The Chairperson, Mr T Godi (APC), recalled that in 2017 the Committee went on an oversight visit to SAA, and two areas were not visited, SAA Technical and Air Chefs. The Committee still had intentions of completing the visit if all things moved according to plan. The situation at the airline was grave and was a concern to Parliament and the country as a whole. The main task was to try and get the airline out of the hole that it had found itself in. The situation that SAA found itself in was the product of decisions, actions and omissions of particular individuals who had been entrusted with the responsibility of running the airline to achieve its strategic objectives. But what had happened was the opposite. The objective of the meeting was to ensure that Parliament achieved clarity about the challenges facing the airline and how a collective effort could assist in arresting the situation. Parliament was fully cognizant of the gravity of the situation and it was hoped that SAA would have the same recognition. The Committee was not interested in getting alternative facts but was only the real facts. Specific members of the Committee had been tasked with leading the engagement on particular focus areas and he invited Mr Ross to start.
Mr C Ross (DA) said there were grave problems at SAA particularly its solvency and liquidity. There were gross violations of the Public Finance Management Act (PFMA) in not submitting the financial statements timeously. SAA was audited by the Auditor General for the first time in 2016/17 but SAA did not submit its 2016/17 financial statements to the AG by the 31 May 2017 legislated deadline. The reasons advanced for submitting late on 31 October 2017 according to media reports were that there were challenges in confirming the going concern assumption. There was an expectation that the shareholder would inject R10.1 billion equity and that this would assist guarantee loans from the banks. He asked if this was not a manipulation of the audit outcome and asked why the statements were not submitted on time. SAA seemed to be waiting for improved liquidity before submitting the financial statements so that the figures could look healthier.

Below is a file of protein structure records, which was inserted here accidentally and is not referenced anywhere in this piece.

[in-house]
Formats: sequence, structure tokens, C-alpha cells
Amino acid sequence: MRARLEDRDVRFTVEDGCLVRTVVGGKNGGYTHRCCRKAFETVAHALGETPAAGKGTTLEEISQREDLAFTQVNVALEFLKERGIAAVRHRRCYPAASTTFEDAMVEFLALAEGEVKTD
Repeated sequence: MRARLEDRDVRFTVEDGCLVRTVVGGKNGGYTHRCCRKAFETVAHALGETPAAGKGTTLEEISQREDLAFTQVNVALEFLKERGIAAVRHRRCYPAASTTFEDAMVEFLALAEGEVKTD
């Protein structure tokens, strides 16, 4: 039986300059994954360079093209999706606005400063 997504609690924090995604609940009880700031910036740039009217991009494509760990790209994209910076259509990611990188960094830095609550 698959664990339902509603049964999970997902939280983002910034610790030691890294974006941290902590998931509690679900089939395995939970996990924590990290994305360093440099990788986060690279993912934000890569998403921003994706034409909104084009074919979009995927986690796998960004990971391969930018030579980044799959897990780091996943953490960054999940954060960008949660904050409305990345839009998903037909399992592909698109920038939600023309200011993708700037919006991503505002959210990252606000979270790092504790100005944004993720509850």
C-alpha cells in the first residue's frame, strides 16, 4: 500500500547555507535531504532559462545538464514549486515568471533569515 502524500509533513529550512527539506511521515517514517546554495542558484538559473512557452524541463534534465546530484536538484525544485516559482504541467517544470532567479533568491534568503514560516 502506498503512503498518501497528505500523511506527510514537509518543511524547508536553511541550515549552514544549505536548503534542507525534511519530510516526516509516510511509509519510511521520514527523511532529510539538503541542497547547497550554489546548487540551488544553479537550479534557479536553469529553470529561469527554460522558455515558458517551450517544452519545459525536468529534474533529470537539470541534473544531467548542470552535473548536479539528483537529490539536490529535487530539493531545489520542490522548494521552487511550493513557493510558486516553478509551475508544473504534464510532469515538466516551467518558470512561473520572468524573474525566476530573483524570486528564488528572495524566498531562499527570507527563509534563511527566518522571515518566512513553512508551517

Mr Ross said it was important for the Committee to be aware that even people on the SAA Financial Committee had never seen the Integrated Report that was submitted to Parliament. It had not been formally submitted anywhere.
Mr Godi said he was aware of that but that he did not want the issue to cloud the discussion.
The SAA board chairperson, Mr Johannes Magwaza, said the comments made were pertinent to the situation that SAA found itself in. He requested the Committee give him the opportunity to explain the scenario that led to the situation in which the airline finds itself and then they could proceed with discussing the challenges.
Mr Godi said the Committee was aware of the context that led to the situation as the Committee had a broad engagement with the AG for almost three hours. He asked Mr Magwaza to answer the questions directly.
Mr Magwaza asked the SAA chief executive officer to respond to the questions.
Mr Vuyani Jarana, SAA CEO, replied that the reason for the late submission had to do with some of the subsidiaries, specifically SAA Technical. They had issues around constructions that they had to still process. It was not the main accounts that were delayed as they were already done. SAA Technical is a critical asset of SAA so it was important that it also completed its accounting before the consolidated financial statement was submitted.
On property and equipment, Mr Ross made reference to the AG audit report which stated that the SAA Group did not adequately reveal the value of its property and equipment according to international accounting standards. He asked why this was the case.
Mr Jarana replied that the practice at SAA had been to consider an aircraft as one whole asset. The AG demanded that each aircraft be broken down into components and then the value of the individual parts were to be aggregated to find the total value of the aircraft. Some parts of the aircraft can be new and others can be rotables which can be reconditioned and moved from aircraft to aircraft. Moves were already underway to effect the AG recommendations. The AG’s audit had given the airline insight on how to accurately valuate the assets.